One known approach to providing a strike indicator that is more easily slidable is the adjustable Frog Hair™ EZ-ON indicator (Gamma Technologies, Pittsburgh, Pa.), designed to be manually adjustable by sliding along a length of ‘tippet’ material. This approach is based on inserting line ‘tippet’ consecutively through two elastic positioning retainers that are retained at and within opposite ends of the axial bore of a buoyant indicator body (see FIG. 9). The elastic retainers enable the indicator to be forcibly repositioned along the leader, while providing sufficient gripping pressure against the leader to maintain its position. This system, however, has substantial drawbacks, because, due to the nature of the elastic positioning retainers, they become worn and cannot be reused, and the indicator cannot be reinstalled after removal from the leader (at least without obtaining new retainers and threading tippet therethrough using a special wire-loop threading tool). Additionally, while being slidably adjustable, these indicators are not quick release, and such adjustment is by means of significant force applied by the fisherperson, and does not enable, for example, practical repositioning of the indicator during a fish ‘hook-up’ when fish and fisherperson are actively engaged. Moreover, the elastic positioning retainers cannot pass over knots (e.g., ‘blood’ knots) that are typically found in most leaders being used, and even if they could their gripping character would be degraded, thereby rendering the indicator effectively useless in a short time.

A known approach to providing a releasable and slidable strike indicator is a quick release indicator (Waters West, Port Angeles, Wash.) designed to release in response to a fish ‘hook-up.’ This approach is based on inserting line ‘tippet’ consecutively through the axial bores of an foam-based (Styrofoam™-based) indicator and a black plastic stopper, forming a tippet loop in the tippet at a position between the indicator and the stopper, tucking a portion of the tippet loop into a stopper-receiving slot of the indicator, and inserting the stopper into the stopper receiving slot, thereby wedging, by pressure, the tucked tippet portion between the wall of the receiving slot and the stopper to reversibly attach the indicator stopper combination to the line tippet (see FIGS. 8A and 8B). With a fish ‘hook-up,’ the tension in the line increases and frees the tucked loop, thereafter allowing the indicator and stopper to freely slide along the fishing line. However, there are substantial drawbacks to this solution, including the fact that it is difficult, if not impossible, upon repeated use, to consistently wedge the tippet loop with a reproducible amount of force to provide the right amount of tension for triggering release on ‘hook-up.’ This is because, even if one were able to insert the stopper with consistent force into the receiving slot of the indicator, the amount of the tippet loop thereby wedge varies from event to event, and even more problematic, the amount of force required to effectively wedge the loop is enough to cause the loop material to deteriorate (e.g., deform, gouge, etc.) the wall of the receiving slot, giving rise to inconsistent and progressively deteriorating performance of the indicator system. Additionally, there is no provision for re-attaching the indicator at a set line position from one ‘hook-up’ to another to allow for reproducibly fishing at a set depth, and there is no provision (except the hook and the lines guides of the rod) to limit the slidable range. Moreover, because of the necessity to wedge enough stopper and tippet loop surface areas against the receiving slot wall to provide sufficient resistance to preclude inadvertent release events, the stopper and receiving slot must be of a sufficient size, thereby defining a minimum size (e.g., no such indicators are marketed that are smaller than about ½ inches to about ⅜ inches in diameter). Furthermore, the high profile of the stopper and the asymmetric design of the indicator/stopper combination are less than desirable in terms of line-fouling characteristics.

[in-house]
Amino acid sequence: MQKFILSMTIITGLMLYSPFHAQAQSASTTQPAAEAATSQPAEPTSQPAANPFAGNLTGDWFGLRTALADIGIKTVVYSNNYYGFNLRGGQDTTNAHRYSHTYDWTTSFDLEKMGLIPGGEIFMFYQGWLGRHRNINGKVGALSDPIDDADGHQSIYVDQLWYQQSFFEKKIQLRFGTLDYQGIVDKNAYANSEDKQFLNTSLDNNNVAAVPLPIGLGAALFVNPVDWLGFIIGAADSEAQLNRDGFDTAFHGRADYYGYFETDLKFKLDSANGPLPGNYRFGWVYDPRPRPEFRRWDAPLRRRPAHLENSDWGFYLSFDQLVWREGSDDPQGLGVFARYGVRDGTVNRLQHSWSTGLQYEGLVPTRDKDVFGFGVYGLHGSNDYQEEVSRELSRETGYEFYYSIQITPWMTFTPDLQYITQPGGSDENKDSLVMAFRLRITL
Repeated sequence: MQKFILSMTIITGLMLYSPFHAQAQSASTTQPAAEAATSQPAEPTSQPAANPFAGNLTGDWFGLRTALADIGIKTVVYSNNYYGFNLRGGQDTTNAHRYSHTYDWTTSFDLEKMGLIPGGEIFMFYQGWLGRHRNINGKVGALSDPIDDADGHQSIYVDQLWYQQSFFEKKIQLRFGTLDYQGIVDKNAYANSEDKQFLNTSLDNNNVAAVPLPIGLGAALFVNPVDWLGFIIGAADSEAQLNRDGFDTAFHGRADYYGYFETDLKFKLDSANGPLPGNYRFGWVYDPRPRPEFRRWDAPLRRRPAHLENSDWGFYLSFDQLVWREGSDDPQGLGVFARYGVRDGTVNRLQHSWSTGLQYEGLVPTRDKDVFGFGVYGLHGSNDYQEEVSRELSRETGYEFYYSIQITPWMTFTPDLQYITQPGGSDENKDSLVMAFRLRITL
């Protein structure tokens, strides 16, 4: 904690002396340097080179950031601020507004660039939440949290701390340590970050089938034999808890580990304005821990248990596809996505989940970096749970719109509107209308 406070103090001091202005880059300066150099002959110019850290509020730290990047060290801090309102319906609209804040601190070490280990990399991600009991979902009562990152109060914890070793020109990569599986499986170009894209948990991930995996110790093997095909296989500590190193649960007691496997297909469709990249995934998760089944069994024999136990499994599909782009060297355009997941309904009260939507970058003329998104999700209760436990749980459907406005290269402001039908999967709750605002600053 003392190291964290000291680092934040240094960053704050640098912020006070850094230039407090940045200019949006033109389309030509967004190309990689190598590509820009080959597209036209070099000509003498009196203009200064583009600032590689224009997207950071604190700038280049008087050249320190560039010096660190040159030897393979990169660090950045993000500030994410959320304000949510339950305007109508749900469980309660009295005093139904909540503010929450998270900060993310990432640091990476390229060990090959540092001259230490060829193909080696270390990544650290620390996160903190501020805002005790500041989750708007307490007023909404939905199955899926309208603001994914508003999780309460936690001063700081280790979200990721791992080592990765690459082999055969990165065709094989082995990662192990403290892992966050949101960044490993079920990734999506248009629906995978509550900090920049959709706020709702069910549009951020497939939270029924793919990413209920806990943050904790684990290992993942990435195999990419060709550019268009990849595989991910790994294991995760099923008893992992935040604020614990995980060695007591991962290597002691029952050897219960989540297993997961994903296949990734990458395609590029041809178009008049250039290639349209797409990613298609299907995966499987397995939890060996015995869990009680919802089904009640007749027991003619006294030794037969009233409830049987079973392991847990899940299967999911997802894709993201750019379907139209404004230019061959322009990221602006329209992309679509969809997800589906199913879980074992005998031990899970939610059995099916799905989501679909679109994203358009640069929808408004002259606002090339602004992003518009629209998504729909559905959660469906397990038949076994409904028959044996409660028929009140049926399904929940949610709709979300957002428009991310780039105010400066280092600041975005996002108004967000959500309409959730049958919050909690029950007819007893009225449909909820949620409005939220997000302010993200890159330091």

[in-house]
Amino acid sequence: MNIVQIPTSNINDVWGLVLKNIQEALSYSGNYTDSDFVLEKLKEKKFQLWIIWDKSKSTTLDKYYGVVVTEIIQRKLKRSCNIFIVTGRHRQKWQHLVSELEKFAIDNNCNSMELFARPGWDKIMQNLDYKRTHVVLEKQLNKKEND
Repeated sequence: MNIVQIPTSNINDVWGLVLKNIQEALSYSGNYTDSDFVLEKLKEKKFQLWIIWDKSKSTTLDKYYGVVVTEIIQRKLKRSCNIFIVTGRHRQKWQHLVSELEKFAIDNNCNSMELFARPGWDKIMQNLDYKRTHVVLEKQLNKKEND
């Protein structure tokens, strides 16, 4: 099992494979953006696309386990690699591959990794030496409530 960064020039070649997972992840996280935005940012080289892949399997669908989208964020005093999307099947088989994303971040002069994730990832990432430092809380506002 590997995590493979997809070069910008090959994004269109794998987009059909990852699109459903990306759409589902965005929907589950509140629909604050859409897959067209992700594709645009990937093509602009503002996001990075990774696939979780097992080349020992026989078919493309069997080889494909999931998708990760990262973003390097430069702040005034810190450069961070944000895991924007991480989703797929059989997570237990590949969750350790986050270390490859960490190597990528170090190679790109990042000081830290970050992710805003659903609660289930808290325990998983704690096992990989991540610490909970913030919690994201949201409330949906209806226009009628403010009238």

Therefore, there is a pronounced need in the art for strike indicators that are more easily and consistently disengagable from an attendant line or leader, and that are substantially more reusable. There is a pronounced need in the art for strike indicators that are disengagable by means other than direct contact or mediation by a fisherperson. There is a pronounced need in the art for strike indicators that are more easily and consistently disengagable, and thereafter readily slidable along a fishing line. There is a pronounced need in the art for a strike indicator system that is slidable along a fishing line within a user-settable defined range along a fishing line and/or leader. There is a pronounced need in the art for a strike indicator system that enables more effective and reproducible fishing with a strike indicator at depths significantly greater than the rod length.